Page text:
“Yeah, the ground is very hard,” Jacob told MJ. This provided a huge relief for her. It validated that it wasn’t because she was “weak.” She catches herself thinking this. Wow, so this is what Sheryl Sandberg meant when discussing gender issues that women tend to second guess themselves more often.

“Thanks,” MJ said. She continued to hammer the metal stake in. Her hand was getting numb. The metal was becoming flattened and the rod wasn’t budging.  “Jacob,” she called out to him.


“On second thought, I do need help,” she said.

The metal rod was hammered halfway in, but when Jacob came, he hammered it down a few more times. It budged a quarter of an inch.

“Thanks, Jacob. You just saved me 30 minutes,” MJ said.

He smiled, “You’re welcome.”


Aliss was working Black Rock Security. This wasn’t her first rodeo working security. She looked stunning, strong, and calm in her smile. She is also a documentary filmmaker, but tonight she’s rocking the black T that says “Black Rock Security.” Her project is called Dream.Shift.Inspire both as an inspirational coaching platform and a documentary testimonial to what we can achieve for ourselves.

“MJ!” she heard Aliss call out to her as she was heading back to the parking lot to go home. TEED was still playing, she took twenty minutes of footage of him onstage earlier but she couldn’t stay because she was getting tired and she still had to drive back home. She was at the entrance to the festival and saw blue and red security lights flashing nearby the entrance. Three Black Rock security personnel were hanging by the Woogie staff, checking festival attendees if they had their wristbands while entering and leaving the campgrounds. This year, there were an increase in festival crashers who tried jumping fences and other sorts of tactics. They were greeted with compassion and asked to head back home. One crasher even had a sign that stated, “I’m Crashing Woogie Weekend” “What’s going on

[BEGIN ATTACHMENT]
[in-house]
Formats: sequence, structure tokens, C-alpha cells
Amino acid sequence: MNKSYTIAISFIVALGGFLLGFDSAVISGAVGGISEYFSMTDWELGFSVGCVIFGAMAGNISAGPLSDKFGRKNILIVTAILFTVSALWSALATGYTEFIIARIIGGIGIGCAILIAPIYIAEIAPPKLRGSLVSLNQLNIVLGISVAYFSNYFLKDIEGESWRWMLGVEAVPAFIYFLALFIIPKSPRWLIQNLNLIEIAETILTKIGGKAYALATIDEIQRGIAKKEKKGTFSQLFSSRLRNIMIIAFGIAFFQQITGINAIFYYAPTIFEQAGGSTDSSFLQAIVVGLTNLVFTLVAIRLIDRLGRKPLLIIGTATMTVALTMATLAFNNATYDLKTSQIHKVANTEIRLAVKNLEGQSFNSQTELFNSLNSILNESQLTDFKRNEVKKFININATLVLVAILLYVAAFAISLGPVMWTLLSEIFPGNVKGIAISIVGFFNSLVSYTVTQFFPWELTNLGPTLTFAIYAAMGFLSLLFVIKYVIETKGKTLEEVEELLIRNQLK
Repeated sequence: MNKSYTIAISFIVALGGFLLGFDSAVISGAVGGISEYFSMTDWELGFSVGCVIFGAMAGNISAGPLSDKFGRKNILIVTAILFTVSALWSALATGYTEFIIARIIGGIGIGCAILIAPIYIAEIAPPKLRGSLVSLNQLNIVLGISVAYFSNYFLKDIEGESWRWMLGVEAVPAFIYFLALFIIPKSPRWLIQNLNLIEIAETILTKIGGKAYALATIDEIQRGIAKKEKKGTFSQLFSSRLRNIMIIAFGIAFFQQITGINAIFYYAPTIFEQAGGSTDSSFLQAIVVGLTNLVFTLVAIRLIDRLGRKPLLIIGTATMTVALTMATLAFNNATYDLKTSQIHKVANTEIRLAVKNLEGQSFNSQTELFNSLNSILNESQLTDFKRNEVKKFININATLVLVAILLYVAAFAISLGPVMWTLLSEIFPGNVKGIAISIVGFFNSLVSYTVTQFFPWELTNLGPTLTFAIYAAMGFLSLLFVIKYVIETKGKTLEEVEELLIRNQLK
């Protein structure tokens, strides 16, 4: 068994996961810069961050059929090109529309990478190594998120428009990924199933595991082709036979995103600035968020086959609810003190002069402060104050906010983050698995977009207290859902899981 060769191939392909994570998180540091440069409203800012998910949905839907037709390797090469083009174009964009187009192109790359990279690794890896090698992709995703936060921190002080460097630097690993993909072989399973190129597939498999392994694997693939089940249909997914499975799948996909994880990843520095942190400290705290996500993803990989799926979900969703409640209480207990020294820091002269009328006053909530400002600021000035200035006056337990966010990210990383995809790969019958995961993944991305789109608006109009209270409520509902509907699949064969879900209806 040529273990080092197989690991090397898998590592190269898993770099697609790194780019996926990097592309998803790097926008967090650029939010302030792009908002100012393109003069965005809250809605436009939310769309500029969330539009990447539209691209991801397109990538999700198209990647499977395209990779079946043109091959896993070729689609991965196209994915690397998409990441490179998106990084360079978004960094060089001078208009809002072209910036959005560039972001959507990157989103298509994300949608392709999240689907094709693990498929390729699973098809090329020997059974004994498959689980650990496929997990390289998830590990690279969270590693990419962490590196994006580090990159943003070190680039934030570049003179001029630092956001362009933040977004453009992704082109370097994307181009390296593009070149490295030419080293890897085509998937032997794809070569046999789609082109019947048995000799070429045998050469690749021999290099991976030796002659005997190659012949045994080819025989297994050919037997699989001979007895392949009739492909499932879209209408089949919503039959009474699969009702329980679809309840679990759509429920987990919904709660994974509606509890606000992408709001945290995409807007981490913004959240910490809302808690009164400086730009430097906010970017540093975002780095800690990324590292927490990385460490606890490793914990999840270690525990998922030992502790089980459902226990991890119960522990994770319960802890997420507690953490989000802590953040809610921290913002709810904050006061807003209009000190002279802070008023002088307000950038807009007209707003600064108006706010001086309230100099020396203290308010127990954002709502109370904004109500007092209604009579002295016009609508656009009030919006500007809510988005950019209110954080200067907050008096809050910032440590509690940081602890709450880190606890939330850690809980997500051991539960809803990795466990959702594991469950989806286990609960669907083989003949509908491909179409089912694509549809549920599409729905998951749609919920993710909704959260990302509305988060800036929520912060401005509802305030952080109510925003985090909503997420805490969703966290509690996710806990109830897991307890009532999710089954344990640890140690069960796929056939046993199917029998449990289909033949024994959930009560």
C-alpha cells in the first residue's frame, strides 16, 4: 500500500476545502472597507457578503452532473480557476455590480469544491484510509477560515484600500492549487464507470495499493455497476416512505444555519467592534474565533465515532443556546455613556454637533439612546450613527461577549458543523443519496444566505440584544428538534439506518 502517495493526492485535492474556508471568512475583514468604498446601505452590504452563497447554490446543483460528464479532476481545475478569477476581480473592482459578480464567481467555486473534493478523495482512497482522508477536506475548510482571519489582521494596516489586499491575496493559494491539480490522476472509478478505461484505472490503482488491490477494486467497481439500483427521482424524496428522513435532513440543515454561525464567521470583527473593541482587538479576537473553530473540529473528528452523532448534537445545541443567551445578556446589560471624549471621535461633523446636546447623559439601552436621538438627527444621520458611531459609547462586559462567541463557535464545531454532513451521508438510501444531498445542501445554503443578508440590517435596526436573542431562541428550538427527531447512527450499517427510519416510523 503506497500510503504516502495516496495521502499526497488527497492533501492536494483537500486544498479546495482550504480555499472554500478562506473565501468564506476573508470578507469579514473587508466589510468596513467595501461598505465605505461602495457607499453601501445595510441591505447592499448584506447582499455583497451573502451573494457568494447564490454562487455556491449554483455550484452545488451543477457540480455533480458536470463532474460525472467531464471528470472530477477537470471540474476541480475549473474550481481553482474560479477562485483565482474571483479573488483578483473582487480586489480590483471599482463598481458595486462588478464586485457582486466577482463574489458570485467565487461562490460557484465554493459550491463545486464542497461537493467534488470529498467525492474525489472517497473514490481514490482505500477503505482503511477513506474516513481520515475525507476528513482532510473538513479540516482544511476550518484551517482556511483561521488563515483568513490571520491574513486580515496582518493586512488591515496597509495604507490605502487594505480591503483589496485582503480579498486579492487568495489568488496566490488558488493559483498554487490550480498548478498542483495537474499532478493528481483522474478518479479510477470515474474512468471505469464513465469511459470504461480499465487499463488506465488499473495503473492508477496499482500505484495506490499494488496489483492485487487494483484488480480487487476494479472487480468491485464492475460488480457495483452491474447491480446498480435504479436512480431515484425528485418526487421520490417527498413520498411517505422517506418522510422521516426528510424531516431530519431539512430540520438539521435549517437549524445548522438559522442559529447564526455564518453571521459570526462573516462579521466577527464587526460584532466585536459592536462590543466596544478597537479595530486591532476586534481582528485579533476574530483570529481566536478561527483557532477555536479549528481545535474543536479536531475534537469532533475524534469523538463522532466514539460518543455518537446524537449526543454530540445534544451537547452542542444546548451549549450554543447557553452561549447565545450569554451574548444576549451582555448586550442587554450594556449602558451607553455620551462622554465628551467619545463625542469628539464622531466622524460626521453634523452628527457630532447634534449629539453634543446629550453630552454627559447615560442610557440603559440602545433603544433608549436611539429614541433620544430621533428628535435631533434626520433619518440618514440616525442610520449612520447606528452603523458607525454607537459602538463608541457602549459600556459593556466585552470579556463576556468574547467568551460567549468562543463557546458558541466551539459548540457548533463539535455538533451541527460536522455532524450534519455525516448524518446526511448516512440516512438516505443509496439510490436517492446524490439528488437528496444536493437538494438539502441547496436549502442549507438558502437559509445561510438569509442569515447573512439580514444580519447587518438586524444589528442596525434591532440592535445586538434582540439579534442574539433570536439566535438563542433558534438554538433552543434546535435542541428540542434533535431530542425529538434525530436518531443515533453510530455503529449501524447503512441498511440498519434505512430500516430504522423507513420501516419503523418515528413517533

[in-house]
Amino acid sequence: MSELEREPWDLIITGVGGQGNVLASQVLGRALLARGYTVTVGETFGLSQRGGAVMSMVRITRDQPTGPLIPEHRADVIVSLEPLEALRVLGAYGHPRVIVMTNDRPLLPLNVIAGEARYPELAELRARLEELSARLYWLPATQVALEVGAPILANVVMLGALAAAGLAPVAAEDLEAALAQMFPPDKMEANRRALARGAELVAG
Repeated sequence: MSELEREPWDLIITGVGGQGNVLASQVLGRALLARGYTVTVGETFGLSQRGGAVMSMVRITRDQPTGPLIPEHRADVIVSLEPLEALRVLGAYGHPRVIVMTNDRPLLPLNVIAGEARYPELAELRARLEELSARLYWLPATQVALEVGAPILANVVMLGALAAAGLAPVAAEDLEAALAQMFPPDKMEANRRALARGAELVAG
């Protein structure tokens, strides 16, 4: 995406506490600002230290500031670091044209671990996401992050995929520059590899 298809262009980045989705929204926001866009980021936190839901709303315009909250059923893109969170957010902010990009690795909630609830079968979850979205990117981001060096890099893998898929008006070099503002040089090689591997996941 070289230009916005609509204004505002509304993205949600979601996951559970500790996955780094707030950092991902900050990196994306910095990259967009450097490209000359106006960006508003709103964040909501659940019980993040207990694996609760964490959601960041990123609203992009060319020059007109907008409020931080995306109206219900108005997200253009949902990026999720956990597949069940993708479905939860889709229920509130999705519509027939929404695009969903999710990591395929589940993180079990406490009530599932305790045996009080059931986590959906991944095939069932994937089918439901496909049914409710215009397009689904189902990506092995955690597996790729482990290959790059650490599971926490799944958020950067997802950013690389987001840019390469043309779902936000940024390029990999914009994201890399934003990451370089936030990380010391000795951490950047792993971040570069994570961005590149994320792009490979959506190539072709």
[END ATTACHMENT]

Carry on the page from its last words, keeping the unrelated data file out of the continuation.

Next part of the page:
“What’s going on Aliss?” They met halfway in the cool night desert night. Crickets and frogs and TEED’s “Rachet” mix were complimenting the evening conversation.

“Did you say you caught that on film?” Aliss says.

“Catch what?” MJ says.

“There was a guy who tried sneaking in, but when I detained him, he thought he could get away from me so he pushed me.”  From her flustered countenance, her shaky voice, MJ had a hunch that it was more than just a “push.”

“Are you okay?” MJ asked.
“Yeah, I’m fine. I had two guys step in for support,” she said.

She sounded a bit embarrassed, but that embarrassment was familiar. The words were not said but it was in the air. Both Chinese-American women, together, in this festival, could feel that layer in their identity.

“Good teamwork,” MJ said.

Aliss smiled.

It was the smile afterward when Jeremy had asked MJ if she needed help hammering down the metal rods to her tent. It was also the embarrassment of, “yeah, I probably do need help, and I happen to be a woman.”

It’s all filtered by the colors of the tapestry—it’s rainbow. It’s not that we’re color blind or gender blind to our differences —biologically, physically, emotionally—it’s that gender differences do exist and accepting that our genes and our personalities mutate and fluctuate. One way of looking at it is gender.

There are no more, women “should” or men “should” –the dialogue has shifted to women “could” and men “could.” That shift is the counterculture. That shift is inclusion.  Though we are ONE, we are all different. Different light energies designed to bond. The soil underground was too hard for her to pitch her tent, so MJ bonded with Jacob. The crasher got physical with Aliss, so she had back up from her male colleagues. It took 5 people 3 days to build the Hive stage.  The water balloons, made by the hands of men, women, older, younger, darker, lighter, Eastern, Western, choose to fill the same water in different plastic colors. That’s what who we are–Water wrapped in different colors.

Alex throws the water balloon—she is holding pink and blue. Monica is holding purple and green. They are all throwing the different colors at each other. The colors breaks upon impact. The water cools warm bodies. One balloon hits MJ’s face—straight into the camera. “Not cool,” someone says. “OoooO,” those nearby said. A Dolaber helps clean MJ’s camera with his shirt, but it heightens her awareness. It’s a reminder that she is always part of the game, even when she thinks she’s just an observer.

Women (and men) come in all colors, and the personalities are fluid so it may take on many forms. The Dolab women have elasticity, velocity, momentum, and each its own destination. Upon impact, it is an explosion.